by The Bainbridge Firm, LLC | May 01, 2014 | Workers' Compensation
Many typical work accidents cause very obvious injuries. However, the effects of some hazardous activities only show up years later. This kind of workplace injury may result in disease. A recent rise in cases of black lung disease among miners has become a major source of concern. Also known as coal worker’s pneumoconiosis, the disease develops as a result of breathing in coal dust over a long period. According to industry experts, the ailment has claimed thousands of mine workers’ lives since the 1960s.
The enactment of the Coal Mining Health and Safety Act in 1969 led to a sharp decline in cases of the disease. Health officials have however noticed an increase of cases in parts of the country especially in smaller mines.
As a result, federal officials are introducing more stringent rules to deal with this trend. Key factors driving the increase in black lung instances were identified as longer shifts and more efficient machines that give off more coal dust. Mining in thinner coal seams was also cited as a possible factor. The new Labor Department regulations require shift durations to be cut by 25 percent. Miners exposed to high concentrations of dust will also be required to have monitors. These monitors continuously keep track of dust levels. Operators are supposed to act immediately if levels rise above recommended limits. The law obligates employers to get rid of safety hazards in the workplace.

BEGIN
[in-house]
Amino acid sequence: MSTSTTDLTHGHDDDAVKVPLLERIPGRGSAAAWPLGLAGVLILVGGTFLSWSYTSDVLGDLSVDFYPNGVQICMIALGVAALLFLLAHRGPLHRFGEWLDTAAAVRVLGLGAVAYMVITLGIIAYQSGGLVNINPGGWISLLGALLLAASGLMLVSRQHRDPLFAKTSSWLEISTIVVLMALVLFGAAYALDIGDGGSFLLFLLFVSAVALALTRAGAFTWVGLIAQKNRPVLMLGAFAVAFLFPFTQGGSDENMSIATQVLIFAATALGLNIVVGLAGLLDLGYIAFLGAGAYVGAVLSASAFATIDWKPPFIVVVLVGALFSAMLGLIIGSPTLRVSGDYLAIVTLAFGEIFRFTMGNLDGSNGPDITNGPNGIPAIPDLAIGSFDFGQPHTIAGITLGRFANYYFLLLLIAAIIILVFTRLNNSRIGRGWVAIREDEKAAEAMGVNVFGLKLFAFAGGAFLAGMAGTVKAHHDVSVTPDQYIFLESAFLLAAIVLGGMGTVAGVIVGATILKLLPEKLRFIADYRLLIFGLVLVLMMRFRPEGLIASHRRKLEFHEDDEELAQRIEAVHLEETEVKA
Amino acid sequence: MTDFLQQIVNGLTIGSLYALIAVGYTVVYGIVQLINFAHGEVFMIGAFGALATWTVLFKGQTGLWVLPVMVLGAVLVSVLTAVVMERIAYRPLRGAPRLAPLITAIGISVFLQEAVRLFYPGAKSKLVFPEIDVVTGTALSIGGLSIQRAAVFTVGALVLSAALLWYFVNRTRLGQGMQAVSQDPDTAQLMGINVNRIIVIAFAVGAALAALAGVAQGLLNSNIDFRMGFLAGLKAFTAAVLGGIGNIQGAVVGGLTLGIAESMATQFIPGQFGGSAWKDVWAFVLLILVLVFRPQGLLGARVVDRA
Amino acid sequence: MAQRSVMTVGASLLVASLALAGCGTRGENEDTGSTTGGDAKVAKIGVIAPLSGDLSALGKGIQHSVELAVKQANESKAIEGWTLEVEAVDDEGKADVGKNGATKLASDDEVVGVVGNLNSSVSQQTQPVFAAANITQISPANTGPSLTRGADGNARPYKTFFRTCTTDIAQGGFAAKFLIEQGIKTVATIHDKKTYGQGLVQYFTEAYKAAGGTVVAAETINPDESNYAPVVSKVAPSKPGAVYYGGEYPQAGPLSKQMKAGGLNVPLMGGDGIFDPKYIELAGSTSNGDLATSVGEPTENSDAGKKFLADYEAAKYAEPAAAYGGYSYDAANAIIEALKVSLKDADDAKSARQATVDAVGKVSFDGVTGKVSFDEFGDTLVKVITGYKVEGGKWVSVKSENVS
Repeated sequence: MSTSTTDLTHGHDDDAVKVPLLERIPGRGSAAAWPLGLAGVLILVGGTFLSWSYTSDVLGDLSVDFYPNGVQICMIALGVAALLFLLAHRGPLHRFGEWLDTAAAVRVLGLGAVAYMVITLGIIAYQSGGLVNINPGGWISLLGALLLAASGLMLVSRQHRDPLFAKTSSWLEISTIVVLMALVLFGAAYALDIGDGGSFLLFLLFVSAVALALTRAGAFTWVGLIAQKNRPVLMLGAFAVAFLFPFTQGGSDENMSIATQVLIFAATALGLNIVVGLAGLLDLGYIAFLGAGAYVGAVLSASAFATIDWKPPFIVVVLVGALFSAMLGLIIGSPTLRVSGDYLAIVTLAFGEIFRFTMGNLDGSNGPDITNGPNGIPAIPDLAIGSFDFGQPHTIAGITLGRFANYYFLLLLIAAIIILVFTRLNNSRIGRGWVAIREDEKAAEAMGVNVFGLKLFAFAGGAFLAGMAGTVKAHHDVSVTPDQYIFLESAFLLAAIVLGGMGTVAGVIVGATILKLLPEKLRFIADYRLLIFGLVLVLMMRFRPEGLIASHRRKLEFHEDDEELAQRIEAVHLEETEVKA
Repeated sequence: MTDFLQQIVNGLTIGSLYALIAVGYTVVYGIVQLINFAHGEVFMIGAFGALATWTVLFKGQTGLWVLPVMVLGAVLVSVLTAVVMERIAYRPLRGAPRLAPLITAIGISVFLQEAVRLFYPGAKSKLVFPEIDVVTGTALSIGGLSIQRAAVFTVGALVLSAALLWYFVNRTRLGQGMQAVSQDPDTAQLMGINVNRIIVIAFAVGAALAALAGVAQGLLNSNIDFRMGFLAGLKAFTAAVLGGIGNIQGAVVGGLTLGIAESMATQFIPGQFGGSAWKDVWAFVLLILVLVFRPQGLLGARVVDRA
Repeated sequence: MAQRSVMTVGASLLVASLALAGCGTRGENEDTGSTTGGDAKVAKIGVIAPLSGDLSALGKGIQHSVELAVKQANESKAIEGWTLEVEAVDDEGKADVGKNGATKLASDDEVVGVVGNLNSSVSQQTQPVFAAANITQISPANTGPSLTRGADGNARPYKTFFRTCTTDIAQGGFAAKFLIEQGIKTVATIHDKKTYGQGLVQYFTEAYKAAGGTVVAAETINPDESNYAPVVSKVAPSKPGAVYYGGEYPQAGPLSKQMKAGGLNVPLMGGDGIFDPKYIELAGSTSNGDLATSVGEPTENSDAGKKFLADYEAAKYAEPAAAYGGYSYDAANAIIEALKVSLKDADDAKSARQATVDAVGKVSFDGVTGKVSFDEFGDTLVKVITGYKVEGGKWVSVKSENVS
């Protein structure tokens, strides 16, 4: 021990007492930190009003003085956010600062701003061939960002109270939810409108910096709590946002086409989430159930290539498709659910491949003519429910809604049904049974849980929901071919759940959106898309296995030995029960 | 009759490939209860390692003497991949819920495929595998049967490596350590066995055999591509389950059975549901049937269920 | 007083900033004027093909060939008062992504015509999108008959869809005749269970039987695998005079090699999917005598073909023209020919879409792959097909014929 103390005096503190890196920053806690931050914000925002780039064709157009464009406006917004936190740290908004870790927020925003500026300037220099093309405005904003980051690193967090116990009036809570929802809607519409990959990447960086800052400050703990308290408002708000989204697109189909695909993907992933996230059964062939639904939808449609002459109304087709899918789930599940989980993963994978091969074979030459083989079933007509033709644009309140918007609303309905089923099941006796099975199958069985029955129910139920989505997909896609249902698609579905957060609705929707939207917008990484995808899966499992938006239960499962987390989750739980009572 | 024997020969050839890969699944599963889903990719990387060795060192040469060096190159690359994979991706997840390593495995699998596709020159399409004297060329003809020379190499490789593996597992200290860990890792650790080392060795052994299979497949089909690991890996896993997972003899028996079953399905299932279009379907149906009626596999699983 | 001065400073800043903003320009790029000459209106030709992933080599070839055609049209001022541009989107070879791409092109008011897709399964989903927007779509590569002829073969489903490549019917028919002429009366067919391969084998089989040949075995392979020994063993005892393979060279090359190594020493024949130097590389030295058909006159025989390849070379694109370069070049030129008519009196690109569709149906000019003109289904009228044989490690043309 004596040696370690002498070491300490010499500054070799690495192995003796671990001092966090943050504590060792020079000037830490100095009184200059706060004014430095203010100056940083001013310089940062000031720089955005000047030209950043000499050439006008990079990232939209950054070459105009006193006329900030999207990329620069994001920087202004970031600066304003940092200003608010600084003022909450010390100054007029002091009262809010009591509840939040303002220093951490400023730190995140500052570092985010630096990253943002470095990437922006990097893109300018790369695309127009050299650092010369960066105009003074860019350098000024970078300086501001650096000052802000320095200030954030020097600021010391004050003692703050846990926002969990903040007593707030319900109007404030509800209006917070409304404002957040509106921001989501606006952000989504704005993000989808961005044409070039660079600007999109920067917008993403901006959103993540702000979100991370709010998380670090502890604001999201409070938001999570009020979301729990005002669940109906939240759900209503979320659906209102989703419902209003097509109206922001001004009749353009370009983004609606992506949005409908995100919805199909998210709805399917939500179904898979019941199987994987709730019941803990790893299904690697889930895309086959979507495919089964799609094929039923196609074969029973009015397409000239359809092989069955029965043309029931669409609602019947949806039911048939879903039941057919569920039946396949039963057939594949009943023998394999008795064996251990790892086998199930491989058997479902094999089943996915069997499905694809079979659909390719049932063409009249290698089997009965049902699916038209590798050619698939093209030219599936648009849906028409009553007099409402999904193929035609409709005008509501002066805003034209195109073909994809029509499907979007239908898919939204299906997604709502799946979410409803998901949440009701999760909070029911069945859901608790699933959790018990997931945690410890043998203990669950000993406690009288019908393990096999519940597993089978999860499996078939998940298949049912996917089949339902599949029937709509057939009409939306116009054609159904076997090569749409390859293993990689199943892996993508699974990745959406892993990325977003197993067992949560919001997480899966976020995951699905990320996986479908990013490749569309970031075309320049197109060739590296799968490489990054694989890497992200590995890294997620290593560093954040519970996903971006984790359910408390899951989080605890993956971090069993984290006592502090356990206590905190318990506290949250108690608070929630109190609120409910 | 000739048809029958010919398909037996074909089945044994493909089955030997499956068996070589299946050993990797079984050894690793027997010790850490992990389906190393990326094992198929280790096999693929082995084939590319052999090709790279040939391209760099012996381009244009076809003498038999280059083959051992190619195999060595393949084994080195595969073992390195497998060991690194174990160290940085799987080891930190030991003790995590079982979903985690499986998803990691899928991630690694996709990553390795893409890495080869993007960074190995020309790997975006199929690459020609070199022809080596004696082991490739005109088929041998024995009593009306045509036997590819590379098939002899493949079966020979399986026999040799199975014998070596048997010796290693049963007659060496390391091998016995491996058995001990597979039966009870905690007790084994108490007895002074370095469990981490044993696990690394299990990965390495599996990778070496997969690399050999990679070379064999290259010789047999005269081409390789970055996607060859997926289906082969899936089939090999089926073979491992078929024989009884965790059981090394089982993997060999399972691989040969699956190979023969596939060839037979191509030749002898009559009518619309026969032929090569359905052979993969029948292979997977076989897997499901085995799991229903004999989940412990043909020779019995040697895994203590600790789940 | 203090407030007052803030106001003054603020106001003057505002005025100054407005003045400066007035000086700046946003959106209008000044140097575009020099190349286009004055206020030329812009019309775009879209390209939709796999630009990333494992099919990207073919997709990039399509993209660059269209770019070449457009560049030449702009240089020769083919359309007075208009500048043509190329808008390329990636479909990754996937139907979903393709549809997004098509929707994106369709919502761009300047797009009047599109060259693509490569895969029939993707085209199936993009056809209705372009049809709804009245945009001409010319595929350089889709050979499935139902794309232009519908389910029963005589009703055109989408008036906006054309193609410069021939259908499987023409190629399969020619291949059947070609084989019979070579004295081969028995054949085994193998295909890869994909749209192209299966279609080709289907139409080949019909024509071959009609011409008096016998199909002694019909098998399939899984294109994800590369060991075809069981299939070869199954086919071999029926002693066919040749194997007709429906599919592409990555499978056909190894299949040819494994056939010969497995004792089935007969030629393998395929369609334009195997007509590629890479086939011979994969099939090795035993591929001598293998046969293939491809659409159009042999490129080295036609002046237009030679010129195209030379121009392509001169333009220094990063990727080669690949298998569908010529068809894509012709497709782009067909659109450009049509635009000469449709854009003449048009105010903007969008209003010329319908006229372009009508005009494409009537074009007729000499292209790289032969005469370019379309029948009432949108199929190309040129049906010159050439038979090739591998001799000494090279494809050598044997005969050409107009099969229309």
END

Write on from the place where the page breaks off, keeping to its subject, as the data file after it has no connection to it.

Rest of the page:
These new regulations are expected to affect thousands of mines throughout the country. The move has not gone without criticism. One mining industry official dismissed the rules as disregarding progress already made. He also said the move provided a blanket solution to the problem and did not address the unique traits of various industry players. Although strides have been made in the sector, more needs to be done to make sure the health of Ohio mine workers is completely protected from safety hazards.
Source: The Wall Street Journal, &ldquoBlack Lung Disease Spurs New Coal-Mine Rules ” Kris Maher, April 23, 2014
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